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This past election season, 82 percent of voters in Golden, Colorado said “yes” to a ballot initiative that authorized the town’s city council to make way for a new community solar garden. More residents voted on the solar question than those who voted to elect their city councilors

Granted, along with some 18,000 residents, Golden is home to the National Renewable Energy Lab (NREL), the Energy Department’s leading solar research facility. Still, the popularity of community solar is high and growing.

According to the most recent numbers from the Smart Electric Power Alliance (SEPA), there are 183 utility-led community solar programs in the U.S. with nearly 380 megawatts of installed capacity. Two thirds of that capacity comes from 22 investor-owned utility programs. The rest comes from 30 municipal utilities – which have 41 megawatts installed – and 131 rural electric cooperatives, which SEPA estimates to be managing some 80 megawatts of capacity.

SEPA Utility Strategy Manager Dan Chwastyk told Utility Dive that “There are also 848 megawatts of announced projects in the pipeline, showing a clear growth trend.”  GTM Research agrees. Its analysts predict community solar could become a 500-megawatt annual market by 2019.

The sharing energy economy

Uber and Lyft made it OK to share cars. Airbnb got us sharing our homes. Community solar has us sharing our green power generation.

Paul Zummo, director of policy research and analysis at the American Public Power Association (APPA), has a succinct definition of community solar: “It’s a facility that allows multiple users to purchase generation from a solar array located offsite,” he says. “Generally, the community solar project is larger-scale – not utility-scale – and it’s located somewhere in the utility service territory.”

Zummo also explains the two primary business models under which utilities offer participation in community solar. Either consumers lease a share of the power generated and pay a small amount each month, or they purchase panels upfront and get recurring credits for their panels’ production.

In constructing community solar projects, public utilities and co-ops have a shared limitation: As non-profit organizations, neither qualifies for federal tax credits. For that reason, Zummo says it’s usually a third party that builds the installation and gives the utility discounted electricity that reflects tax credits, a savings the utility can pass along to consumers.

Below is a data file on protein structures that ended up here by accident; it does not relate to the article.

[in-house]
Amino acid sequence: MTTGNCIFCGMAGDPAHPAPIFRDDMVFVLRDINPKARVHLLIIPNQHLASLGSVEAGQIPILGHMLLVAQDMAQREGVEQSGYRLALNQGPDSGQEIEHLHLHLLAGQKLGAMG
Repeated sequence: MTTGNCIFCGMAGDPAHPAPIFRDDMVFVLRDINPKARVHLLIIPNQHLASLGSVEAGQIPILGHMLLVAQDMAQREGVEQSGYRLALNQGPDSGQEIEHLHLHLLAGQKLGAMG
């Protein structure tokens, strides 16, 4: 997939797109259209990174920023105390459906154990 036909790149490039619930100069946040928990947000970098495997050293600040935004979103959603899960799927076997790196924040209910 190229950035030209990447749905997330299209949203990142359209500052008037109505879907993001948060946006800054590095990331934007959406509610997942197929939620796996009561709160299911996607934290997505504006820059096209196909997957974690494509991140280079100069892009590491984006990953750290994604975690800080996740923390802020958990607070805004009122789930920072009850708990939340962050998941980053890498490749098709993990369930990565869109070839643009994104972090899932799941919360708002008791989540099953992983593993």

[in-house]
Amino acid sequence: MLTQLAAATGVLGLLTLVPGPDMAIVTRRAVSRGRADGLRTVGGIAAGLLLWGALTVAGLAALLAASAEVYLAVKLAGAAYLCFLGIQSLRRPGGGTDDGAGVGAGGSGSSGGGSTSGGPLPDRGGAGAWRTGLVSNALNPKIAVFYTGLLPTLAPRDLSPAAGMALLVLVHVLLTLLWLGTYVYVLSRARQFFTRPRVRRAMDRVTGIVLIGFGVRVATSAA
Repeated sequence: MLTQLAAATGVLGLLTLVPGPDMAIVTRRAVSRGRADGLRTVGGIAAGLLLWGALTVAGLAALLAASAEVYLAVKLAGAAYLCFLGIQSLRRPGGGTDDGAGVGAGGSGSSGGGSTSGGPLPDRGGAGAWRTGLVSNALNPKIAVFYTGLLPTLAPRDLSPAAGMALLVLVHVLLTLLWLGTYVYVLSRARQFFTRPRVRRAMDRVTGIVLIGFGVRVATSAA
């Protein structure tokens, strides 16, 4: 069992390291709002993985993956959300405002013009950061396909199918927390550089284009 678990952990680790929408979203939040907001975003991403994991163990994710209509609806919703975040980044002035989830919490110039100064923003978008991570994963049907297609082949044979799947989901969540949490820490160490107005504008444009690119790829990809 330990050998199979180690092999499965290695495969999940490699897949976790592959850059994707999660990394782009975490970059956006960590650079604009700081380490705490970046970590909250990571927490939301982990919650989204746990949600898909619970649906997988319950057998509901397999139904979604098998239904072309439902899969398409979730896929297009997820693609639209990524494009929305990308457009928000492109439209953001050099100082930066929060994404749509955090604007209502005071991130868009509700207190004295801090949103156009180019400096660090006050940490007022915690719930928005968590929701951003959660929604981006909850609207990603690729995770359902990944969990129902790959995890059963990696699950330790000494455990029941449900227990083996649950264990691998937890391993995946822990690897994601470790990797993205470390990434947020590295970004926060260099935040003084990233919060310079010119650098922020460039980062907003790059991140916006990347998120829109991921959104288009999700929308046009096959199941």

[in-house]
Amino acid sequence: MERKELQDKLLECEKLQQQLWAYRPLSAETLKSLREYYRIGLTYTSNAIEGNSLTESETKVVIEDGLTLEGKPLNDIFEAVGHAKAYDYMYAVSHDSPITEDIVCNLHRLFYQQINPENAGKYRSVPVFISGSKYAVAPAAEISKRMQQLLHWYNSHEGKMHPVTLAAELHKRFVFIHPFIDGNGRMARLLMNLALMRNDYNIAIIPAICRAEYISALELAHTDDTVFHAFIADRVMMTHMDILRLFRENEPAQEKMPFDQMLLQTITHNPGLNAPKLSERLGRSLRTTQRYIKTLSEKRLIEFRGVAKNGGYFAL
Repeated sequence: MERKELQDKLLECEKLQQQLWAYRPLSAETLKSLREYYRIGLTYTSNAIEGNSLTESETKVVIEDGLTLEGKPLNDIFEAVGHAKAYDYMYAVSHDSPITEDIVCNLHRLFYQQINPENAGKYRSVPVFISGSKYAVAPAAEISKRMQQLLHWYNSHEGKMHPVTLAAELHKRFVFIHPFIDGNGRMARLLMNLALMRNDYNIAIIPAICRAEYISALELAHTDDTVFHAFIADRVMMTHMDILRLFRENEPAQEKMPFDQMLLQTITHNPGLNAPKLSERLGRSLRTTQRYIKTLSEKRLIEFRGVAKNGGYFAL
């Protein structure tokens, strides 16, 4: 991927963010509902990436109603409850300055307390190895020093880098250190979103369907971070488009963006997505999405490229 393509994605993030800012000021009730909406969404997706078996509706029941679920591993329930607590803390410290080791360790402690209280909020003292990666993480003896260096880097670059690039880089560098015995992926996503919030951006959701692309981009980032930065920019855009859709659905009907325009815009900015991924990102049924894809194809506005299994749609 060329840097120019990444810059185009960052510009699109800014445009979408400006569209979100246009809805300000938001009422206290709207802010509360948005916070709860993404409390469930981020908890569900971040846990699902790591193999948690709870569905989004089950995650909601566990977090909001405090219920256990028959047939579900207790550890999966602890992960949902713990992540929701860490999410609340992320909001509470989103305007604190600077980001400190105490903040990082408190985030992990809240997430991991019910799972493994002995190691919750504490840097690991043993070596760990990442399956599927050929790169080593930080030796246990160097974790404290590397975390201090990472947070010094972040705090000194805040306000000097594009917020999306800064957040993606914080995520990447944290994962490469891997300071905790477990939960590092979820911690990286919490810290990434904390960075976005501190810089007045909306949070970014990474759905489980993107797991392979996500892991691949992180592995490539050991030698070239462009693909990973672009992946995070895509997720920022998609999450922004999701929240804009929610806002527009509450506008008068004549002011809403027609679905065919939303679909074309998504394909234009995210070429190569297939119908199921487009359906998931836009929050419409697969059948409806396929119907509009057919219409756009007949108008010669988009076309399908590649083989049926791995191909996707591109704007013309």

That’s pretty much how the Middle Tennessee Electric Membership Corporation (MTEMC), the Volunteer State’s largest co-op, completed its first community solar project. “We utilized the National Renewables Cooperative Organization to ensure we could reduce the overall cost and recognize the federal tax credit and other financial tools that make the project more economical,” says Brad Gibson, chief cooperative business officer for MTEMC.

His colleague, Electrical Engineer Avery Ashby, explains that such an arrangement is called an equity flip. “A tax equity partner owns a portion of the installation for several years, depreciates it and they flip it back to us.”

Meeting demand

Why did MTEMC – and dozens of other co-ops – start offering community solar? Tracy Warren, senior communications manager for the National Rural Electric Cooperative Association (NRECA), has results from a survey her association conducted with its membership. ” percent of the respondents said that they were motivated by a desire to increase their consumer member satisfaction, and 59 percent cited consumer demand for solar” as the driver, she says.

If all those consumers want solar power, why don’t they invest in a rooftop system? Warren points out that many can’t. NREL estimates that 50 percent of rooftops are inappropriate for solar systems for a variety of reasons. Either the resident is a renter, the roof has too much shading, the roof is oriented in the wrong direction, there’s a homeowner’s association that says “no” … it’s a long list. GTM Research also thinks it’s a higher number. According to them, 77 percent of U.S. residences are probably ineligible for rooftop solar.

Yet, people want to go green. “As a cooperative, we exist to serve the needs of our membership,” says MTEMC’s Gibson. “Increasing interest in solar was an opportunity for us to develop cooperative solar.”